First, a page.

We remain open to provide care for your pets. We are following the direction of government and regulatory authorities and have implemented hospital and visit protocols to keep both you and our team safe. For regular updates on our hours and visit protocols, please follow our social media platforms.


Hypothyroidism in Dogs

Is your dog more lethargic or tired than you would expect? Does he/she hate the cold and prefer somewhere warm to rest? Are they gaining weight despite eating an appropriate amount of calories per day? Maybe they are itchy, or their behaviour seems off? If any of this sounds familiar than your furry friend may be hypothyroid.

Hypothyroidism is one of the most common metabolic conditions in dogs. Hypo means “under” — therefore this condition is when the dog’s thyroid gland (located in the neck near the voice box) is not producing as much thyroid hormone as the dog needs.

Thyroid hormone is constantly circulating in the body and aids in numerous bodily functions not limited to metabolic, dermatologic, behavioural, reproductive, cardiovascular and neurological functions. Given the importance of the thyroid gland, clinical signs in your pet can be vague with ups and downs. Ultimately, the condition is caused when the dogs’ thyroid gland is compromised or destroyed in one way or another and subsequently no longer functions to produce thyroid hormone. The lack of thyroid is what then causes the associated clinical signs you may see at home or may be picked up at your annual exam.

The good news is that once we suspect a dog to be hypothyroid, testing is usually straight forward. Not always, unfortunately, but usually. We take a blood sample and traditionally check three important values. Two of these values are the actual hormone that the thyroid gland is producing and the third value is the canine thyroid stimulating hormone (cTSH). It is the hormone that is produced by the pituitary gland that then tells the thyroid gland to produce thyroid hormone. What a mouth full. Don’t worry, your veterinarian sees this condition often and will be able to explain it to you in more detail should the need arise. In the most traditional sense of the disease, both thyroid hormone values will be low (hence being hypothyroid), and the cTSH will be high. It is because the body is trying to squeeze every last bit of thyroid hormone out of the thyroid that it can.

Once the diagnosis has been obtained, the solution is also relatively easy. We have to give the body back the hormone it can’t produce for itself. We do this by supplementing thyroid hormone orally twice a day. Dogs often respond very positively and quickly to the medication and clinical signs associated with being hypothyroid often go away. Your veterinarian will work with you and your 4-legged friend to determine the best approach for follow up care. It generally includes some repeat bloodwork to make sure we are giving just the right amount of medications. The treatment is lifelong. Once your pet is hypothyroid, you are always hypothyroid.

Dogs diagnosed with hypothyroidism will live long, happy, healthy lives. They need a little boost twice a day and a bit more veterinary care.

If you think your dog may be hypothyroid, please talk with your veterinarian about possible bloodwork to screen for the condition.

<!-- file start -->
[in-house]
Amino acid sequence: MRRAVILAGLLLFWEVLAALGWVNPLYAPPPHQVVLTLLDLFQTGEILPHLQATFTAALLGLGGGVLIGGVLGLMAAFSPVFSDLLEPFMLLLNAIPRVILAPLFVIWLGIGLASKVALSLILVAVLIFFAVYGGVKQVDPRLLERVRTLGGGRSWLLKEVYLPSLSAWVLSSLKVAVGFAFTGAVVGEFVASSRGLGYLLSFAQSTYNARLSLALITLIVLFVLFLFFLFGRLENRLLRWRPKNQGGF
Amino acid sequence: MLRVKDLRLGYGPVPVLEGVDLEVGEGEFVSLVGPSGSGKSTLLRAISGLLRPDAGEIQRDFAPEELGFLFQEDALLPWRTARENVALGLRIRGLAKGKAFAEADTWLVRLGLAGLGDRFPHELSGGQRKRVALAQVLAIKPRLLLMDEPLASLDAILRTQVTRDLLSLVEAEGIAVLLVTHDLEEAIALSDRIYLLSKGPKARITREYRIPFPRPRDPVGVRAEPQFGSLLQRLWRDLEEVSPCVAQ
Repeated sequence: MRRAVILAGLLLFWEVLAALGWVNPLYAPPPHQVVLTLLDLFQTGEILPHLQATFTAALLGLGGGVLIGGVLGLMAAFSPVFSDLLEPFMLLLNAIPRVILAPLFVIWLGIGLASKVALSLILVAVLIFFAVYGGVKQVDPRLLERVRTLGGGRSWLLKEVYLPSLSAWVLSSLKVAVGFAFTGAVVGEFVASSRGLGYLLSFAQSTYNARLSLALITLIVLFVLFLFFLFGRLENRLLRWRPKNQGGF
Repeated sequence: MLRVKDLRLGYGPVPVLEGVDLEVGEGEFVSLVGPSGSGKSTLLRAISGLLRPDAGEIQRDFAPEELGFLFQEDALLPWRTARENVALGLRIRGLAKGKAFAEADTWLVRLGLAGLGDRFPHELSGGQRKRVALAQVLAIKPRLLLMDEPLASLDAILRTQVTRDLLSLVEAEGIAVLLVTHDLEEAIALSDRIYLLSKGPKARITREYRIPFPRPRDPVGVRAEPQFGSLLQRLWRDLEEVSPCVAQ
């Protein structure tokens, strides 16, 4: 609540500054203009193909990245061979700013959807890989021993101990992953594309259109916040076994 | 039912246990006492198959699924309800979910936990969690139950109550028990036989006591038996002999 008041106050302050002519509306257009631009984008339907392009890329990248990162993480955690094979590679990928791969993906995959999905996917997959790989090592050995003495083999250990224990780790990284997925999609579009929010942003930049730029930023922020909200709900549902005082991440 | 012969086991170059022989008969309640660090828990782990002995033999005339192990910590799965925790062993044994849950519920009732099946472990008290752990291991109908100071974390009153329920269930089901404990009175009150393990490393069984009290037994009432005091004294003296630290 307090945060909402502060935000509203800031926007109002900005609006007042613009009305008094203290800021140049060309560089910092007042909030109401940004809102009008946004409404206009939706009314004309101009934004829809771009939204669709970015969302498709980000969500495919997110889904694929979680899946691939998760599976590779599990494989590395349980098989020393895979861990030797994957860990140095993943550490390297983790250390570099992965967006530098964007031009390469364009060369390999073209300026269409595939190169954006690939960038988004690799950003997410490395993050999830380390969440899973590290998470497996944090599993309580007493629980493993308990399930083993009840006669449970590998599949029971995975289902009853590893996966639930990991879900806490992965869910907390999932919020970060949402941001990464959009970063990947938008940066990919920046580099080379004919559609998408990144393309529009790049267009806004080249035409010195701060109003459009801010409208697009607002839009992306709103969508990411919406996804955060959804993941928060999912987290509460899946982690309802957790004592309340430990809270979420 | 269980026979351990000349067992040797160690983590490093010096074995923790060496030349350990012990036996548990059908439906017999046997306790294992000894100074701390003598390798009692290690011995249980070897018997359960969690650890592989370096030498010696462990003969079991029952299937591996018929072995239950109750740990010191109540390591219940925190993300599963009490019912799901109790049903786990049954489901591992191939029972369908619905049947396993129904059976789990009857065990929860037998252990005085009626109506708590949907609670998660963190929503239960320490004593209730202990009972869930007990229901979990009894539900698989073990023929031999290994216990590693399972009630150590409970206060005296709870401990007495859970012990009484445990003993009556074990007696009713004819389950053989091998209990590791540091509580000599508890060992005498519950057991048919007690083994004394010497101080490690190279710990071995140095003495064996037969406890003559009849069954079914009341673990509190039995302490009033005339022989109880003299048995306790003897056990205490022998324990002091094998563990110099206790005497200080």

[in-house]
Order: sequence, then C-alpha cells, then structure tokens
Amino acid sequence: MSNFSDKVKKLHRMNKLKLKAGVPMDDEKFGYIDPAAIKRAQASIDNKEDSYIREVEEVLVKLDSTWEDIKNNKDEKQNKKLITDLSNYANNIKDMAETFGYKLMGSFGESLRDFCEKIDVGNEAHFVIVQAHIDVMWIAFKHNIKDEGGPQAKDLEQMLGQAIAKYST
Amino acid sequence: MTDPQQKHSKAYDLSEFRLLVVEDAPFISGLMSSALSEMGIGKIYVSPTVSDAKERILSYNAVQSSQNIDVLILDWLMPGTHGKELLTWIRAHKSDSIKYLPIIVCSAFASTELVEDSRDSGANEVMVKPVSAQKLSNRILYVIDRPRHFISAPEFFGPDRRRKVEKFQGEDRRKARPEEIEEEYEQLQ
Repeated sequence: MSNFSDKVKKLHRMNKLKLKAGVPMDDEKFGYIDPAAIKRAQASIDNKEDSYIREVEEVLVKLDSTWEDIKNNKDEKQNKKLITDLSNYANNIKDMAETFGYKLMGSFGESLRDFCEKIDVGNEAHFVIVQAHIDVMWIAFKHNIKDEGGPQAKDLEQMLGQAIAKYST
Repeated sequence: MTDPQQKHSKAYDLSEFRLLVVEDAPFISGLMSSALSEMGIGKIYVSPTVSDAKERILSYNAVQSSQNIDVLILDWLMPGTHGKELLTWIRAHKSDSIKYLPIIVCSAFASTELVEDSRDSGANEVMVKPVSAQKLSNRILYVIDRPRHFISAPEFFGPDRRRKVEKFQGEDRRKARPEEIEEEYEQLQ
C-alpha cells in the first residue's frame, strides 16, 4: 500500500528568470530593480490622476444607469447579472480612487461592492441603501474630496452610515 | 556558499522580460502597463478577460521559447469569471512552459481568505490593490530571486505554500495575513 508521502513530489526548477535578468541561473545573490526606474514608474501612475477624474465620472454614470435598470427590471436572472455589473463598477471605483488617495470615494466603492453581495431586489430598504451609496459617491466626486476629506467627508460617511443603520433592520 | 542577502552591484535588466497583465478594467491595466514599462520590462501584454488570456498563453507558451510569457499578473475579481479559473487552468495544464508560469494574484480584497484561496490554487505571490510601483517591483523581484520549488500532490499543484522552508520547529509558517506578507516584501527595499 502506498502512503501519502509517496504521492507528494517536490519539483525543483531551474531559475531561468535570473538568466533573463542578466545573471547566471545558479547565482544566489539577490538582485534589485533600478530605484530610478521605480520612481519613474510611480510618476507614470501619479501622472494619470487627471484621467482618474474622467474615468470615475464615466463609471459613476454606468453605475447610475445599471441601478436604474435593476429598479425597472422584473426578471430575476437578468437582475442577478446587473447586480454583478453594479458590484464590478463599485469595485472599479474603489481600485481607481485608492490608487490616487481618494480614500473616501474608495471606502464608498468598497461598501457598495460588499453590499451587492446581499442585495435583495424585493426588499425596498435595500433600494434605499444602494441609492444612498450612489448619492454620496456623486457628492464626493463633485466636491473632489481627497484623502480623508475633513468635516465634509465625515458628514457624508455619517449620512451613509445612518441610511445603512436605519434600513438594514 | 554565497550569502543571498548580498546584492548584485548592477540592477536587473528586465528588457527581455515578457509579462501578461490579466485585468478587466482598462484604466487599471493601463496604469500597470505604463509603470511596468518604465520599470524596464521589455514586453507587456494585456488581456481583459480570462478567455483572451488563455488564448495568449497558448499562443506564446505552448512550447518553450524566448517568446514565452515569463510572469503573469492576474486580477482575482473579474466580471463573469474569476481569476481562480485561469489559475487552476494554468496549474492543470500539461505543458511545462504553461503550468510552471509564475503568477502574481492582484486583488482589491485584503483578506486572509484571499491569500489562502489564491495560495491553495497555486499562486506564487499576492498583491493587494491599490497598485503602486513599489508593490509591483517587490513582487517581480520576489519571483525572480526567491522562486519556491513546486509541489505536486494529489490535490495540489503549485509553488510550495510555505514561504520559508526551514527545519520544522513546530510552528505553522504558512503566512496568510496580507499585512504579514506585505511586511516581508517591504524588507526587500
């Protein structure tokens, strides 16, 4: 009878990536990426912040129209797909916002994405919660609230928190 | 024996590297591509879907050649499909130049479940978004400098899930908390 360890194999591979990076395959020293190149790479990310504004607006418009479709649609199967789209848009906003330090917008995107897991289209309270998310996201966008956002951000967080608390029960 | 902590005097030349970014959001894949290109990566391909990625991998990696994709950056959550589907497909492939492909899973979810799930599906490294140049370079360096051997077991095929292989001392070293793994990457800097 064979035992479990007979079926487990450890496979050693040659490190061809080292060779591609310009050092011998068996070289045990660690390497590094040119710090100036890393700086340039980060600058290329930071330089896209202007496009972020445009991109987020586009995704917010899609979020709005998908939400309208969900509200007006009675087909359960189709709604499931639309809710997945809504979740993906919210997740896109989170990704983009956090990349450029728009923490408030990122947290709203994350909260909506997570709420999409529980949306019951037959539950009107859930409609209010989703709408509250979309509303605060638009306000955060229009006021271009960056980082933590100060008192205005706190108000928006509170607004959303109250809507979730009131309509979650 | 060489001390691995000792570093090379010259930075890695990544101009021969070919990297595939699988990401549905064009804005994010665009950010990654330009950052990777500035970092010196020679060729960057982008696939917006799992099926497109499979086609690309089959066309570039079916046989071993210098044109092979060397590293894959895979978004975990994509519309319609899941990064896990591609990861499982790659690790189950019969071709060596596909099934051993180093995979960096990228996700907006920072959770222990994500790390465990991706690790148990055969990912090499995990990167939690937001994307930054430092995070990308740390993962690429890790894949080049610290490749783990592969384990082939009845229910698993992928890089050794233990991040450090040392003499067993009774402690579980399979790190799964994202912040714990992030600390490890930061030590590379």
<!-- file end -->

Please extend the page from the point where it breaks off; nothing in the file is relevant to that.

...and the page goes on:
Written by: Jeremy Mount, DVM

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COVID-19: Additional measures we are taking

Dear Clients,

Due to the close contact that our work requires, we have taken additional measures to protect you and our team while providing care for your furry family members.

1. We are currently operating a "closed door" policy to protect our clients and staff. This means that clients will not be allowed to enter the building. When you arrive in our parking lot, please remain in your vehicle and call us at 403-948-2733. Our staff will come to you to collect your animal for their appointment. If you do not have a phone, or if your animal is experiencing an emergency, please knock on the door to alert our staff.

2. We are still OPEN with the following hours: Monday to Friday: 9:30 am - 4:00 pm and Saturday: 9:00 am - 3:00 pm.

3. At this time, appointments will only be booked when medically necessary. Any non-urgent appointment requests will be temporarily postponed. If you have an emergency that requires immediate attention, please proceed directly to McKnight 24 Hour Veterinary Hospital at 5010 – 4th Street NE, Calgary, AB and call 403-457-0911 to alert them of your arrival.

4. If you are ordering food or medications, please allow 2-4 business days as our suppliers are dealing with increased demand and are trying to fill orders as quickly as possible. We will advise you as soon as your order arrives. Please call us when you arrive to pick up your order, but do not enter the hospital. Our staff will bring your order to your car. You can also use our online store and have your food delivered directly to your home. To sign up for the Online Store, please visit our website.

5. For the time being, credit cards are the preferred payment method. Debit cannot be accepted over the phone, but is available at time of pick up if ABSOLUTELY necessary. We will not be able to accept cash.

Following the recommendations of our government and medical experts, we are doing our best to practice social distancing within the constraints of our jobs. We have taken these measures to avoid both contracting and facilitating the spread of this virus.

Thank you for helping us be diligent for everyone's safety. As we have heard from all levels of government, the situation is fluid, and any updates will be provided as changes occur.

- Your dedicated team at Airdrie Animal Health Centre